SMART WORKPLACE TRACK 2020: HOW TECHNOLOGIES CAN IMPROVE WORKING AREAS
A new addition to the ISE conference programme, the Smart Workplace Track looked specifically at how technologies can improve working areas and staff efficiency and well-being. In the opening panel, The Future is a Smart(er) Workplace, Elisa Rönkä, European Lead for Smart Office at Siemens, observed that “everyone in the office wants to be treated as an individual”. Explaining that apps were a way of personalising systems and experiences, she said it was possible to bring value to everyone.
During How and Why IoT Sensors Improve Collaboration and Wellness in Meetings, Christopher Parker, Senior Product Manager (Europe) at Sharp Visual Solutions, raised the worrying statistic that staff spend at least 17 hours a week in meetings. Outlining that a person’s effectiveness at work can be affected by temperature, air quality and lighting, Parker concluded choice and control should be available options.
Meetings appear to be changing, as Lieven Bertier, Segment Marketing Director at Barco, showed in his presentation Move Over BYOD – Here Comes BYOM. According to surveys, meeting times are shortening and people are preferring to get together in more informal spaces such as huddle areas than designated conference rooms. Lieven commented that this is pushing things on beyond people bringing their own devices (BYOD) to bringing their own style of meeting (BYOM). Barco has identified this emerging market with its ClickShare wireless presentation system, which can integrate with people’s preferred conferencing platform and AV devices.
TJ Varghese, Group Product Manager with Google, identified lack of organisation, bad audio connections and poor video quality as reasons why meetings can be ineffective. This, he said, made the case for a video-first approach, which Google has been developing for more than ten years. This is now realised in G Suite, which combines Gmail, Chat, Meet, Voice and the creative collaboration tool Jamboard.
Two companies concentrating on audio for the workplace sector are Poly and Bose International. Paul Clark, Senior Vice President at video conferencing and voice specialist Poly, highlighted how disruptive noise can be in the workplace, with 50% of employees saying that ambient sounds reduce their work satisfaction. To block or reduce noise, Poly produces a range of technologies, including Immersive Transmit & Receive, Active Noise Cancelling Acoustic Fence, and NoiseBlock.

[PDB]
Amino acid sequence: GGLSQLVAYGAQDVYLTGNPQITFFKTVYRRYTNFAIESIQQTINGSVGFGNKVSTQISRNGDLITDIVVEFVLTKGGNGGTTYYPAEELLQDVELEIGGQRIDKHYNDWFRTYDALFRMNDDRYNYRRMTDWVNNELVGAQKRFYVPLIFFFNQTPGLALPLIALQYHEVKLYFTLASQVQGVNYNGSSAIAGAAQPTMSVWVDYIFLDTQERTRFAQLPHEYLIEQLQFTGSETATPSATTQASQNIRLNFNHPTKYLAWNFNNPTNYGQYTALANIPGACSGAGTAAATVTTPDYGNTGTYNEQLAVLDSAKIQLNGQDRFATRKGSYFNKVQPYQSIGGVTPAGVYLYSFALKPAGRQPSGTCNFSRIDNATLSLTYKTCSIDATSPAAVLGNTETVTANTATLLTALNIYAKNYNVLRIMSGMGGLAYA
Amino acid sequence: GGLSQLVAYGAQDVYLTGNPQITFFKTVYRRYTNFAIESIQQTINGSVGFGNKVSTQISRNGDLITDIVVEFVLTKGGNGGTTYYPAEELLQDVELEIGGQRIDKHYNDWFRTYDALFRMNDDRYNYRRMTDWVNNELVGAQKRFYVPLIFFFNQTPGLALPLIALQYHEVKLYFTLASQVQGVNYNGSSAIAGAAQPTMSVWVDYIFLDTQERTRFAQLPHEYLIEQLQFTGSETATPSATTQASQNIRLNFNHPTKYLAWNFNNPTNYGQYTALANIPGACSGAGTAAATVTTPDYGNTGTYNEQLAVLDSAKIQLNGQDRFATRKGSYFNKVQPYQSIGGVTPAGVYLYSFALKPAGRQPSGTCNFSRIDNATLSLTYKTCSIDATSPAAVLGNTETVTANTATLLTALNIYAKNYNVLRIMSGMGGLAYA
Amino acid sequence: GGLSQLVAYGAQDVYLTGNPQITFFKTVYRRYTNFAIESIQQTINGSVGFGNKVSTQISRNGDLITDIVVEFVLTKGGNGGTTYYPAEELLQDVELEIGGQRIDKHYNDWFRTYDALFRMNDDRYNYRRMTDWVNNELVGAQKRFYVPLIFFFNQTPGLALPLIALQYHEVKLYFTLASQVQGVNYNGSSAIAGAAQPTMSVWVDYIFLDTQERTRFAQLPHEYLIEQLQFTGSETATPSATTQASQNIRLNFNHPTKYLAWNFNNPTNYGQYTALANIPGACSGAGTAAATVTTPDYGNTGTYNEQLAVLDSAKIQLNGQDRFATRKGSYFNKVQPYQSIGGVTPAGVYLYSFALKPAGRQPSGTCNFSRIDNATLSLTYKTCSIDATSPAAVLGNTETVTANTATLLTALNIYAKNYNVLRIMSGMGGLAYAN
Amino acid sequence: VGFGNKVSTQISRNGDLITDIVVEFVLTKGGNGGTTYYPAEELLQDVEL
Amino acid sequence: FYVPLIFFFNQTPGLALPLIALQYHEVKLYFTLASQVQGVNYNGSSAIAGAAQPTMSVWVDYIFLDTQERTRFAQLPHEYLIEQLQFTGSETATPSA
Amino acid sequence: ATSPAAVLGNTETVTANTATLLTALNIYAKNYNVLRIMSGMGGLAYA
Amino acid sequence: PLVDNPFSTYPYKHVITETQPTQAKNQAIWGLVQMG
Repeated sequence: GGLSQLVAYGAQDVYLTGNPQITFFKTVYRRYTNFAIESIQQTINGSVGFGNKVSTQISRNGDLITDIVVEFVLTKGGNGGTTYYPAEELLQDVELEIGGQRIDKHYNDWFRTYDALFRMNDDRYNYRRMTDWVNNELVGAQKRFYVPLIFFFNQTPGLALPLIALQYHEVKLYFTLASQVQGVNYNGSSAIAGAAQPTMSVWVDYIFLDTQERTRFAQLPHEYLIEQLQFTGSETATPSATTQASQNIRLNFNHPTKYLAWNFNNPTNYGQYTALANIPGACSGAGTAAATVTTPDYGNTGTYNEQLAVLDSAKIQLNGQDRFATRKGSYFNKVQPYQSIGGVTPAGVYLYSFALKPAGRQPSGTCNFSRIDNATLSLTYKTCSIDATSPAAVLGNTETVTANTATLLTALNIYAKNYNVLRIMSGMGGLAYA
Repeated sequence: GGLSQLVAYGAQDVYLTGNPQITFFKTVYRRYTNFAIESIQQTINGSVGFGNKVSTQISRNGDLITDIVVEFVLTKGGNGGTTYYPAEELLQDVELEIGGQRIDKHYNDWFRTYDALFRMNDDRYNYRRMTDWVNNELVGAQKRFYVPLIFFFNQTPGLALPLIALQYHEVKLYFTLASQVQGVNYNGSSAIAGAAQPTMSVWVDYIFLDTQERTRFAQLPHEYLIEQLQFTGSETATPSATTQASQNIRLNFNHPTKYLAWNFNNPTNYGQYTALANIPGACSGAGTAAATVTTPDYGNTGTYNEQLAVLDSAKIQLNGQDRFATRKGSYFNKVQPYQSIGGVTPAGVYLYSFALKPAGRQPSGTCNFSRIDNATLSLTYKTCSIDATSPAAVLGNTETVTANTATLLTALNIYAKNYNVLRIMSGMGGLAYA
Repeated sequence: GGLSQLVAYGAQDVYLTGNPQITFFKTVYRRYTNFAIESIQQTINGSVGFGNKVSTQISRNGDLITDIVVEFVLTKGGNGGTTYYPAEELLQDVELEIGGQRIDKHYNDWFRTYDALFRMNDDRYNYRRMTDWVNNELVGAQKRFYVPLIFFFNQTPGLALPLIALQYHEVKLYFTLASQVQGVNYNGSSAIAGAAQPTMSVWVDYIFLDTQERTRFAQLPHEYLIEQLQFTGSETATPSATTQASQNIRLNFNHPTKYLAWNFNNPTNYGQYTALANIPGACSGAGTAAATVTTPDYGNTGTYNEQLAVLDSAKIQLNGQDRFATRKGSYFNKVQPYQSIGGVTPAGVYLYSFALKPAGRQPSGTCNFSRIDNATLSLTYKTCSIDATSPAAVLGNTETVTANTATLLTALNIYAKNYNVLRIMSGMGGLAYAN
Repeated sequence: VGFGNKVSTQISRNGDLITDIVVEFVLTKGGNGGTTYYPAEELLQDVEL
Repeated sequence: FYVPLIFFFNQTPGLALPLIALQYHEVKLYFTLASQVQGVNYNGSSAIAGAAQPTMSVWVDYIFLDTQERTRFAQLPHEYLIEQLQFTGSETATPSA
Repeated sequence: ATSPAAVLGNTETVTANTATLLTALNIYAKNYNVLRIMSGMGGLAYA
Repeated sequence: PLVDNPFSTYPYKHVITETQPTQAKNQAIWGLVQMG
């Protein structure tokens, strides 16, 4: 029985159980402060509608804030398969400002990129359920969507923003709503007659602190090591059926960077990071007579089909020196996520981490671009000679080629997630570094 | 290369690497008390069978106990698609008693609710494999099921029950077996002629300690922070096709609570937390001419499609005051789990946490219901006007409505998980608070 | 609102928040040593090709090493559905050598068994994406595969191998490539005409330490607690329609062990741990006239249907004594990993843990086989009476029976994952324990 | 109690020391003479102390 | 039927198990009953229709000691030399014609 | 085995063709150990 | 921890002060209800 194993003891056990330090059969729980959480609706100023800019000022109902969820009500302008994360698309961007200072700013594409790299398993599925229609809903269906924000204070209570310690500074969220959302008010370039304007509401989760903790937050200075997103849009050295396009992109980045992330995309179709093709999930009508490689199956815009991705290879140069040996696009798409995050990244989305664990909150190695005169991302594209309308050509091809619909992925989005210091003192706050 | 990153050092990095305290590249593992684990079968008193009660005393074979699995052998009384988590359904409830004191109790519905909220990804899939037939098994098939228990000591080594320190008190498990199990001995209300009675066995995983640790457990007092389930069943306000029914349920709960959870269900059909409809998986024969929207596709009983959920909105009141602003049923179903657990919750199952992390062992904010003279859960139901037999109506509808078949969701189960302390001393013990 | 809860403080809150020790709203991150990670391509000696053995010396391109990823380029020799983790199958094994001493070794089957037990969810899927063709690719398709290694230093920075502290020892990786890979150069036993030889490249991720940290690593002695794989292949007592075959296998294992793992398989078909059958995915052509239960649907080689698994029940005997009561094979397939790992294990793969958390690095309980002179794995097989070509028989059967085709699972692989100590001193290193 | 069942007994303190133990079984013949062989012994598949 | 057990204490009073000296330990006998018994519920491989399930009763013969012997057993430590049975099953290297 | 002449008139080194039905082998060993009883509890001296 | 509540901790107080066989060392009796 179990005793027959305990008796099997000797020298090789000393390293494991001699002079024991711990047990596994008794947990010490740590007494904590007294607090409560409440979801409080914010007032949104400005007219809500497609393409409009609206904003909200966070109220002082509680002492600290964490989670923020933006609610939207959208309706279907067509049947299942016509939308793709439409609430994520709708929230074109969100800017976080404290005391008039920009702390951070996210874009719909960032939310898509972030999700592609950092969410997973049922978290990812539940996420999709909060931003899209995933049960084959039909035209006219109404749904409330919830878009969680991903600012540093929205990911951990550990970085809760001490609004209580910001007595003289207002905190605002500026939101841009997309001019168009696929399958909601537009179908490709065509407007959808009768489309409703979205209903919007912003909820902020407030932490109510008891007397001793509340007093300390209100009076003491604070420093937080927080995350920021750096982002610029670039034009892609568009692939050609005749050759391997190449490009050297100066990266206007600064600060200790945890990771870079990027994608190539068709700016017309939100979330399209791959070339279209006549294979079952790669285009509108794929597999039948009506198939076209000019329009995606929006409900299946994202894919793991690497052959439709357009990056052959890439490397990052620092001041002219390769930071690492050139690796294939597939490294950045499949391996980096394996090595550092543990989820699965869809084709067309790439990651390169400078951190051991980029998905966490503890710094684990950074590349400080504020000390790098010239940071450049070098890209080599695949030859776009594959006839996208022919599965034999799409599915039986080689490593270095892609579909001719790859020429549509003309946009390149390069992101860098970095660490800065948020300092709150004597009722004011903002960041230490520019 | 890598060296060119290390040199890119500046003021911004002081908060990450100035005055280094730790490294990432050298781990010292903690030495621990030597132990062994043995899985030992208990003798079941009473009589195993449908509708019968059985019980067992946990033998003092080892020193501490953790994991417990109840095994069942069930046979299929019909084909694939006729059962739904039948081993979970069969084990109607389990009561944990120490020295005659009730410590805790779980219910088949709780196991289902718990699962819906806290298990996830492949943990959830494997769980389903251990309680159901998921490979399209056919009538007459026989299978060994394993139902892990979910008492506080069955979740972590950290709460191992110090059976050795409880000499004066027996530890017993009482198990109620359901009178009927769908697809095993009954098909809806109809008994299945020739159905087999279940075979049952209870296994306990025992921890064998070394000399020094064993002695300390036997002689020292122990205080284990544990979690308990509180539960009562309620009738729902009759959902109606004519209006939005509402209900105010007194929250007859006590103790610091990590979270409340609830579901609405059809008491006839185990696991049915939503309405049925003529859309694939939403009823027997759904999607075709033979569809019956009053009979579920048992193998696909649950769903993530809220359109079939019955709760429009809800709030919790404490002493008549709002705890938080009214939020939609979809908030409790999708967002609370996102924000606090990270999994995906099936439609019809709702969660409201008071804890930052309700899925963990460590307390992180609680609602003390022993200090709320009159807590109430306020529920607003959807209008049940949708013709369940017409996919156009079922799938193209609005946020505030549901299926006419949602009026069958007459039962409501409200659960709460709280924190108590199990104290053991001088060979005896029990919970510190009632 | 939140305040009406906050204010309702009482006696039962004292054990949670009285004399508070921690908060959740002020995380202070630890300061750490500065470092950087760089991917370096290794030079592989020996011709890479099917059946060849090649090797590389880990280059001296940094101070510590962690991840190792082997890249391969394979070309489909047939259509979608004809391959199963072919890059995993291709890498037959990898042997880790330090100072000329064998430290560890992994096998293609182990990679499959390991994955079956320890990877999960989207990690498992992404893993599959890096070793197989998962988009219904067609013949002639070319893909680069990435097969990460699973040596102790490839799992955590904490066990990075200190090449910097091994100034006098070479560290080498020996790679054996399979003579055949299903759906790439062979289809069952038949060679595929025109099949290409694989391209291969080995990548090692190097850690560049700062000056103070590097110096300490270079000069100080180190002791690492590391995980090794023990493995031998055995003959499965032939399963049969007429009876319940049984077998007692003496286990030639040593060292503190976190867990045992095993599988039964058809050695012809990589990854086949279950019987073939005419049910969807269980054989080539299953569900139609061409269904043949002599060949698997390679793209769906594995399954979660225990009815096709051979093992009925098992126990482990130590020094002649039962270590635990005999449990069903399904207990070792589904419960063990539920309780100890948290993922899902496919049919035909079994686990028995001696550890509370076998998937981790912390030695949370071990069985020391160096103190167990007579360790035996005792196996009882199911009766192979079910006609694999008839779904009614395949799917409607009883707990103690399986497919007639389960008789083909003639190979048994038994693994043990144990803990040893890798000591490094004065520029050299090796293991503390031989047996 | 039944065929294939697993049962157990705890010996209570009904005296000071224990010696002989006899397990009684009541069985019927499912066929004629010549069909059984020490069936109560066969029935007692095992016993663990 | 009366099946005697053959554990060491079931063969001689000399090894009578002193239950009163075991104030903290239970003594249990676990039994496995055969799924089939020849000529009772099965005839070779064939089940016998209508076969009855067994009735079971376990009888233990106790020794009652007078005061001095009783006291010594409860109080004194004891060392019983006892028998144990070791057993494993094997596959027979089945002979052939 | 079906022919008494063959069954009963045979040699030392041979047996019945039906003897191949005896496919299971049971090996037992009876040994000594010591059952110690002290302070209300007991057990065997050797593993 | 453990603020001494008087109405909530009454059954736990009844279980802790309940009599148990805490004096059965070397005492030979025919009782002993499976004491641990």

Similarly, Bose has developed its 700-model noise cancelling headphones for both in and out of the office. Martin Bodley, Director of Emerging Business at Bose Corporation, detailed his company’s new technologies including the EdgeMax EM90 in-ceiling loudspeaker, ES1 ceiling-mounted conference speaker (developed with Sennheiser) and Videobar VB1 conferencing device. (Bodley also talked about Audio as the Experiential Tool at the Hospitality Tech Summit.)
In her keynote What Smart Workplace Decision Makers Want, Deborah Hawkins, Associate Director of industry analysis company Keypoint Intelligence, commented that an investment in smart workplace technology was an investment in the whole office. “Smart tech is meant to streamline tasks and processes along with creating efficiencies,” she said. “It can also apply to all facets of the working environment, both figuratively and literally. From the buyer’s perspective, smart tech is not an ‘if’ or ‘when’, it is a ‘now’.”